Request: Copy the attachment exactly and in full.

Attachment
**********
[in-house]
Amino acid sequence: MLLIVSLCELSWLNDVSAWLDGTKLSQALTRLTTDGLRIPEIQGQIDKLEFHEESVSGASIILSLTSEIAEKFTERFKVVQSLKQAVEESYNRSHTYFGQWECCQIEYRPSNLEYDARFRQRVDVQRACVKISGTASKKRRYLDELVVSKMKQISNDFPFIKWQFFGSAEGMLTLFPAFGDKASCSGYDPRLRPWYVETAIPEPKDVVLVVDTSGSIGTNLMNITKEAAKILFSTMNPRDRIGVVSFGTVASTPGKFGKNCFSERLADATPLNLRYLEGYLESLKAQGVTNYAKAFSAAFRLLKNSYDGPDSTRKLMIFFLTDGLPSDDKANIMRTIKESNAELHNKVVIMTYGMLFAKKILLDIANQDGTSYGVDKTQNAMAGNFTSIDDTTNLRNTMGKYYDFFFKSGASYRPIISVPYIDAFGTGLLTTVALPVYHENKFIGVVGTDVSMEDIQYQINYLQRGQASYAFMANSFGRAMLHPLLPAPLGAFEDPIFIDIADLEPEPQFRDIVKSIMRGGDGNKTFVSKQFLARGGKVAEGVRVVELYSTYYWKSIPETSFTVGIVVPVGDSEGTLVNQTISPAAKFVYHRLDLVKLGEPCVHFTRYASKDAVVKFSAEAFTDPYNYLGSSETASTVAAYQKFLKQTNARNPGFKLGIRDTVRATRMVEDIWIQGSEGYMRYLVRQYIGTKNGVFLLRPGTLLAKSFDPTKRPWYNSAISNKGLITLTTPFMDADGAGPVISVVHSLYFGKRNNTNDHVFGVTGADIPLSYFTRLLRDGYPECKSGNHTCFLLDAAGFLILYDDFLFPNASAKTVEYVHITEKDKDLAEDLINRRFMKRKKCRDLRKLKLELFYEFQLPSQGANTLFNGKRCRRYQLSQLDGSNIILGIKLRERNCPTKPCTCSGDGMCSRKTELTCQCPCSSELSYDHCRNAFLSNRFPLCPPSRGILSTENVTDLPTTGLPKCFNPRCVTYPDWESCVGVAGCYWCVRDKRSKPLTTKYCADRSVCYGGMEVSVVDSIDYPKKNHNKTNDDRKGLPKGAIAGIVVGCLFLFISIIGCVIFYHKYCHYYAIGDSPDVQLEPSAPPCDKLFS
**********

[in-house]
Amino acid sequence: MLLIVSLCELSWLNDVSAWLDGTKLSQALTRLTTDGLRIPEIQGQIDKLEFHEESVSGASIILSLTSEIAEKFTERFKVVQSLKQAVEESYNRSHTYFGQWECCQIEYRPSNLEYDARFRQRVDVQRACVKISGTASKKRRYLDELVVSKMKQISNDFPFIKWQFFGSAEGMLTLFPAFGDKASCSGYDPRLRPWYVETAIPEPKDVVLVVDTSGSIGTNLMNITKEAAKILFSTMNPRDRIGVVSFGTVASTPGKFGKNCFSERLADATPLNLRYLEGYLESLKAQGVTNYAKAFSAAFRLLKNSYDGPDSTRKLMIFFLTDGLPSDDKANIMRTIKESNAELHNKVVIMTYGMLFAKKILLDIANQDGTSYGVDKTQNAMAGNFTSIDDTTNLRNTMGKYYDFFFKSGASYRPIISVPYIDAFGTGLLTTVALPVYHENKFIGVVGTDVSMEDIQYQINYLQRGQASYAFMANSFGRAMLHPLLPAPLGAFEDPIFIDIADLEPEPQFRDIVKSIMRGGDGNKTFVSKQFLARGGKVAEGVRVVELYSTYYWKSIPETSFTVGIVVPVGDSEGTLVNQTISPAAKFVYHRLDLVKLGEPCVHFTRYASKDAVVKFSAEAFTDPYNYLGSSETASTVAAYQKFLKQTNARNPGFKLGIRDTVRATRMVEDIWIQGSEGYMRYLVRQYIGTKNGVFLLRPGTLLAKSFDPTKRPWYNSAISNKGLITLTTPFMDADGAGPVISVVHSLYFGKRNNTNDHVFGVTGADIPLSYFTRLLRDGYPECKSGNHTCFLLDAAGFLILYDDFLFPNASAKTVEYVHITEKDKDLAEDLINRRFMKRKKCRDLRKLKLELFYEFQLPSQGANTLFNGKRCRRYQLSQLDGSNIILGIKLRERNCPTKPCTCSGDGMCSRKTELTCQCPCSSELSYDHCRNAFLSNRFPLCPPSRGILSTENVTDLPTTGLPKCFNPRCVTYPDWESCVGVAGCYWCVRDKRSKPLTTKYCADRSVCYGGMEVSVVDSIDYPKKNHNKTNDDRKGLPKGAIAGIVVGCLFLFISIIGCVIFYHKYCHYYAIGDSPDVQLEPSAPPCDKLFS